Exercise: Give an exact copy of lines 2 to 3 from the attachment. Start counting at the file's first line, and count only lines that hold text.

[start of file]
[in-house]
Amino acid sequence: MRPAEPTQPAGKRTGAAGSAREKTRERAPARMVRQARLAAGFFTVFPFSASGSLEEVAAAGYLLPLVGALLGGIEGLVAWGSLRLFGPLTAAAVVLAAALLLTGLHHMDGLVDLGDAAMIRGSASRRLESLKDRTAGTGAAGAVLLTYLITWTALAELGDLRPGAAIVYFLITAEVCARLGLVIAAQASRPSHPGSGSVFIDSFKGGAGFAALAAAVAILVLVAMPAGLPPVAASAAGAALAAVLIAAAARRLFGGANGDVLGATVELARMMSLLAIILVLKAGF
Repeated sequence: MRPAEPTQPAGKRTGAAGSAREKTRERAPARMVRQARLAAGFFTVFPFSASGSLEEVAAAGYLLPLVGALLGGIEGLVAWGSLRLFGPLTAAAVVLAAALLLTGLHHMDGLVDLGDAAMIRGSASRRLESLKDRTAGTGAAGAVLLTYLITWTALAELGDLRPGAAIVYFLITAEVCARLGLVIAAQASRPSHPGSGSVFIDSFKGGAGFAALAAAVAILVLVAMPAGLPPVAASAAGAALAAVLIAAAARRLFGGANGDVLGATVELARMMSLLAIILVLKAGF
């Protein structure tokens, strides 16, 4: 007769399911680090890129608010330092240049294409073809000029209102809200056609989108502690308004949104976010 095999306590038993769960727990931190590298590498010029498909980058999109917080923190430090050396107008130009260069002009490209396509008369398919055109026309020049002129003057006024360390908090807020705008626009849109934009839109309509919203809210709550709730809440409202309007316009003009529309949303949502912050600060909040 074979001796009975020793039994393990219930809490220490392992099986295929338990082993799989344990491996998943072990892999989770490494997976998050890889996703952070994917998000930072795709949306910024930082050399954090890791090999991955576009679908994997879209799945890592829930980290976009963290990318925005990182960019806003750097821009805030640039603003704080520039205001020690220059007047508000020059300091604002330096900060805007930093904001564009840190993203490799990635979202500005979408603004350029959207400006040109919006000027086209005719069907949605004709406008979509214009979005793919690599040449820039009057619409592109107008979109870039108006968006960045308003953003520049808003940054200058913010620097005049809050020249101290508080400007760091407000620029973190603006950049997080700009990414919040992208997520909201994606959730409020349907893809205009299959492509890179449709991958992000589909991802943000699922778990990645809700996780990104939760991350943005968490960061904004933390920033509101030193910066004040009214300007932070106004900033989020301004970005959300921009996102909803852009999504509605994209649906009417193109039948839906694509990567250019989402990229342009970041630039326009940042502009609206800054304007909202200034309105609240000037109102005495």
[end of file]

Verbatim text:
Amino acid sequence: MRPAEPTQPAGKRTGAAGSAREKTRERAPARMVRQARLAAGFFTVFPFSASGSLEEVAAAGYLLPLVGALLGGIEGLVAWGSLRLFGPLTAAAVVLAAALLLTGLHHMDGLVDLGDAAMIRGSASRRLESLKDRTAGTGAAGAVLLTYLITWTALAELGDLRPGAAIVYFLITAEVCARLGLVIAAQASRPSHPGSGSVFIDSFKGGAGFAALAAAVAILVLVAMPAGLPPVAASAAGAALAAVLIAAAARRLFGGANGDVLGATVELARMMSLLAIILVLKAGF
Repeated sequence: MRPAEPTQPAGKRTGAAGSAREKTRERAPARMVRQARLAAGFFTVFPFSASGSLEEVAAAGYLLPLVGALLGGIEGLVAWGSLRLFGPLTAAAVVLAAALLLTGLHHMDGLVDLGDAAMIRGSASRRLESLKDRTAGTGAAGAVLLTYLITWTALAELGDLRPGAAIVYFLITAEVCARLGLVIAAQASRPSHPGSGSVFIDSFKGGAGFAALAAAVAILVLVAMPAGLPPVAASAAGAALAAVLIAAAARRLFGGANGDVLGATVELARMMSLLAIILVLKAGF